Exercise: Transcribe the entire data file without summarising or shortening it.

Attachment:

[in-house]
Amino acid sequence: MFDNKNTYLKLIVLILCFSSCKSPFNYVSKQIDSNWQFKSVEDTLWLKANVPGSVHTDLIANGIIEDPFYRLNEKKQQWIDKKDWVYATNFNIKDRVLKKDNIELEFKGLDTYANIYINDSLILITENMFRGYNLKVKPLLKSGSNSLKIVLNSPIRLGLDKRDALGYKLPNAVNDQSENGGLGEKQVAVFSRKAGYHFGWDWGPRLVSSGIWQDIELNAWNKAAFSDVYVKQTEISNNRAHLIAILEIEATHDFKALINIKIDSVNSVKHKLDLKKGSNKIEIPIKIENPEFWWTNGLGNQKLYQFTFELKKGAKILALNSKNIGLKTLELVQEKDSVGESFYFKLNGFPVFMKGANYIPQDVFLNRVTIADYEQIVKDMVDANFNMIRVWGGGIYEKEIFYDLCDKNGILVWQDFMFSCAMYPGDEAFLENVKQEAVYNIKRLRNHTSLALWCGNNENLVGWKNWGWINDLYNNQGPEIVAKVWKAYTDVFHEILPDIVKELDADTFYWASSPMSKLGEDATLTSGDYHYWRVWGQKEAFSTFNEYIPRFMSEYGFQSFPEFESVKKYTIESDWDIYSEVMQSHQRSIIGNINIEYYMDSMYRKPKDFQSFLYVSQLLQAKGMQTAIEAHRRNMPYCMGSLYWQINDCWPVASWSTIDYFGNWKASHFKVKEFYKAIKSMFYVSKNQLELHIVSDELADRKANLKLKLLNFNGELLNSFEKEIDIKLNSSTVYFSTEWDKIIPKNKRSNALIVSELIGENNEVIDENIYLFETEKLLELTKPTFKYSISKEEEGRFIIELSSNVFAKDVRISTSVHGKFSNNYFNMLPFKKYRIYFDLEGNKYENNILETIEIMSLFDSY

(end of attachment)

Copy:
[in-house]
Amino acid sequence: MFDNKNTYLKLIVLILCFSSCKSPFNYVSKQIDSNWQFKSVEDTLWLKANVPGSVHTDLIANGIIEDPFYRLNEKKQQWIDKKDWVYATNFNIKDRVLKKDNIELEFKGLDTYANIYINDSLILITENMFRGYNLKVKPLLKSGSNSLKIVLNSPIRLGLDKRDALGYKLPNAVNDQSENGGLGEKQVAVFSRKAGYHFGWDWGPRLVSSGIWQDIELNAWNKAAFSDVYVKQTEISNNRAHLIAILEIEATHDFKALINIKIDSVNSVKHKLDLKKGSNKIEIPIKIENPEFWWTNGLGNQKLYQFTFELKKGAKILALNSKNIGLKTLELVQEKDSVGESFYFKLNGFPVFMKGANYIPQDVFLNRVTIADYEQIVKDMVDANFNMIRVWGGGIYEKEIFYDLCDKNGILVWQDFMFSCAMYPGDEAFLENVKQEAVYNIKRLRNHTSLALWCGNNENLVGWKNWGWINDLYNNQGPEIVAKVWKAYTDVFHEILPDIVKELDADTFYWASSPMSKLGEDATLTSGDYHYWRVWGQKEAFSTFNEYIPRFMSEYGFQSFPEFESVKKYTIESDWDIYSEVMQSHQRSIIGNINIEYYMDSMYRKPKDFQSFLYVSQLLQAKGMQTAIEAHRRNMPYCMGSLYWQINDCWPVASWSTIDYFGNWKASHFKVKEFYKAIKSMFYVSKNQLELHIVSDELADRKANLKLKLLNFNGELLNSFEKEIDIKLNSSTVYFSTEWDKIIPKNKRSNALIVSELIGENNEVIDENIYLFETEKLLELTKPTFKYSISKEEEGRFIIELSSNVFAKDVRISTSVHGKFSNNYFNMLPFKKYRIYFDLEGNKYENNILETIEIMSLFDSY